Son of murdered Garda calls for Dublin transparency on IRA collusion

A man who believes Dublin colluded in the murder of his Garda father says Irish state papers released this week are yet another example of why a public forum should review “Irish state collusion with subversives during the Troubles”.

By The Newsroom
Thursday, 2nd January 2020, 6:30 am
Updated Thursday, 2nd January 2020, 11:13 am
Dr Finian Fallon from Dublin, whose father Garda Richard Fallon, was shot dead in 1970 by republican splinter group Saor Éire.
Dr Finian Fallon from Dublin, whose father Garda Richard Fallon, was shot dead in 1970 by republican splinter group Saor Éire.

Dr Finian Fallon was speaking after declassified Irish state papers showed that a British ambassador’s holiday details were deliberately leaked by gardai and ended up with the IRA. The information related to protection details for Sir Nicholas Fenn’s boating trip to Co Kerry in 1987.

Dr Fallon’s father, Garda Richard Fallon, was shot dead by republican group Saor Eire during a Dublin bank robbery in 1970.
Senior Dail members and southern journalists have publicly and repeatedly alleged that the murder was carried out with weapons imported into the republic for the IRA with the support of Irish ministers. They have also alleged that one of the gunmen was spirited away to a ferry in the car of an Irish cabinet minister. Irish authorities refuse to release the state papers relating to the murder.

Dr Fallon said: “This [Sir Nicholas Fenn] is yet another example of questionable governance manifested and defended by the Irish government that should be examined in a publicly accountable forum, to establish the likelihood or otherwise of Irish state collusion with subversives during the Troubles,”

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He added that “hundreds died as a result of Irish state involvement with gunrunners at the start of the Troubles” and that there have been no Troubles related convictions in the Republic since the Good Friday Agreement. “Ireland’s government may be committed to peace but its commitment to justice for those affected by its own involvement in gunrunning and collusion has yet to be proven,” he added.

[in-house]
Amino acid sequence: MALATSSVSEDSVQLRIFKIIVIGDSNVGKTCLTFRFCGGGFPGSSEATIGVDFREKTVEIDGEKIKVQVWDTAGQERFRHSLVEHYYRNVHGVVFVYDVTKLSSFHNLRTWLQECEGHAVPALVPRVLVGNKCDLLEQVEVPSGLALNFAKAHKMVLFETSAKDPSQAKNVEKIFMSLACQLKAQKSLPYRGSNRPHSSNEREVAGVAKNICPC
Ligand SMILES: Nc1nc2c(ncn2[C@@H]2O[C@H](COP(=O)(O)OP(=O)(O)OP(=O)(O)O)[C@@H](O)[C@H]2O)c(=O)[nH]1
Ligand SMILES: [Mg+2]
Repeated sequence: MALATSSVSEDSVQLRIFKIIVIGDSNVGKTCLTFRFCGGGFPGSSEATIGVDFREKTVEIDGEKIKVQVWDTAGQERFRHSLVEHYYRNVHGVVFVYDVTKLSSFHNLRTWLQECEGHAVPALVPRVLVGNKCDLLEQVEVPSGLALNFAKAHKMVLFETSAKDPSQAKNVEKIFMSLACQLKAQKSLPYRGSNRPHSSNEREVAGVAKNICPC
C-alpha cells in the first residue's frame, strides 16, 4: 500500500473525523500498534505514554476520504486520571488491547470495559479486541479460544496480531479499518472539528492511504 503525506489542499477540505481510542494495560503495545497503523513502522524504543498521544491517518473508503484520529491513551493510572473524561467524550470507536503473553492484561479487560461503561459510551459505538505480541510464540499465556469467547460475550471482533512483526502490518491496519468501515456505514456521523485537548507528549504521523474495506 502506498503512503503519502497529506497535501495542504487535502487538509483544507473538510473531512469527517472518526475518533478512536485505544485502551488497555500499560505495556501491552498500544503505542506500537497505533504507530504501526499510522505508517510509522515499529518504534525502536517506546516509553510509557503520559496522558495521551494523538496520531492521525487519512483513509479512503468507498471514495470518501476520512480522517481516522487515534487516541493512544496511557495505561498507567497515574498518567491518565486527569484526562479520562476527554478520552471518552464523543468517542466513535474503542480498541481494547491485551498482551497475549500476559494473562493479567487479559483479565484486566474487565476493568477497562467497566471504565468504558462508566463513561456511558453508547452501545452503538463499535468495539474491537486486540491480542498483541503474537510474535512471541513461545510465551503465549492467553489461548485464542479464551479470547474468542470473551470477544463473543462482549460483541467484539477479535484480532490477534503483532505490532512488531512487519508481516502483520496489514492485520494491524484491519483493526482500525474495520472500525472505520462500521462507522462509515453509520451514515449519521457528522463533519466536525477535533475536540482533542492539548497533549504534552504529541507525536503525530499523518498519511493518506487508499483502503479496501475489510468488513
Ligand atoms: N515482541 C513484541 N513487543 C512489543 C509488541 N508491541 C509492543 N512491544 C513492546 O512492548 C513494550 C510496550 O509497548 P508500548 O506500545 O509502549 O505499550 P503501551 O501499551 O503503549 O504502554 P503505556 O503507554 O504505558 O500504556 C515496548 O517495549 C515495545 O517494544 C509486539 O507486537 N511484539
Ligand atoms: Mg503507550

A spokesman for the Irish Department of Justice responded that dealing with outstanding Troubles issues “is of the utmost importance to the Government”.

Dublin is committed to the Stormont House Agreement legacy proposals, and has already enacted the Criminal Justice (International co-operation) Act 2019, to provide for co-operation with the agreement’s legacy bodies, he said. Further legislative proposals will be drafted and if “any new or credible evidence should emerge” on such matters “that evidence will be pursued fully by the Garda authorities”.

The release of state papers is reviewed in case they may be “contrary to the public interest” among other reasons, he added.

In 2018 the Irish government refused to declassify any papers on the murder of Garda Fallon under the 30-year rule. It also rejected calls for a public inquiry by Dr Fallon, who is also seeking the reopening of his father’s inquest.
In 2018 Dr Finian Fallon said he has no faith in his government coming clean under Stormont House Agreement processes which were out for consultation in NI.
In 2017 he presented evidence of “government-sanctioned gun running” to the Irish justice minister - a statement from a former Garda intelligence officer who said he had seen a UK Special Branch photograph of former taoiseach Charlie Haughey’s brother, Jock, in London around 1970 with a leading Saor Eire figure, and founding PIRA member John Kelly from Belfast.
Speaking 10 years after Garda Fallon’s murder, Fine Gael TD Garret Fitzgerald said that at the time of the murder, Department of Justice (DOJ) permanent secretary Peter Berry said that “the gun that shot Garda Fallon was imported through Dublin Airport in September 1969 with the knowledge of a member of the then government”.
Mr Fitzgerald then challenged three cabinet ministers “to say what they know” - including former taoiseach Jack Lynch and former minister for defence Jim Gibbons.
The Irish Examiner reported that the year after the murder, Fine Gael TD Gerry L’Estrange told the Dail that “one of the men who murdered Garda Fallon was brought down to Greenore ferryboat in a State car” which it claimed belonged to then minister of agriculture Neil Blaney.
It also reported that Des O’Malley, former minister for justice, told the Dail in 2001 that there was reason to believe Garda Fallon may have been murdered “with a weapon which had been part of earlier illegal arms shipments into this State”.

The Examiner said it was widely believed that finance minister Charlie Haughey sent his brother Jock to Britain to “relieve the distress in Northern Ireland”.
Dr Fallon believes Jock was in London to procure arms which may have killed his father. His calls for an inquiry and the release of state files under the 30-year rule have so far both been refused.

In 2014 BBC NI Spotlight examined claims of Garda-IRA collusion in a dozen murders along the border. Lord Trimble called for a public inquiry while solicitor John McBurney said an independent panel should look into the claims.

No government minister, Garda representative or former Garda member would speak to the BBC on the claims.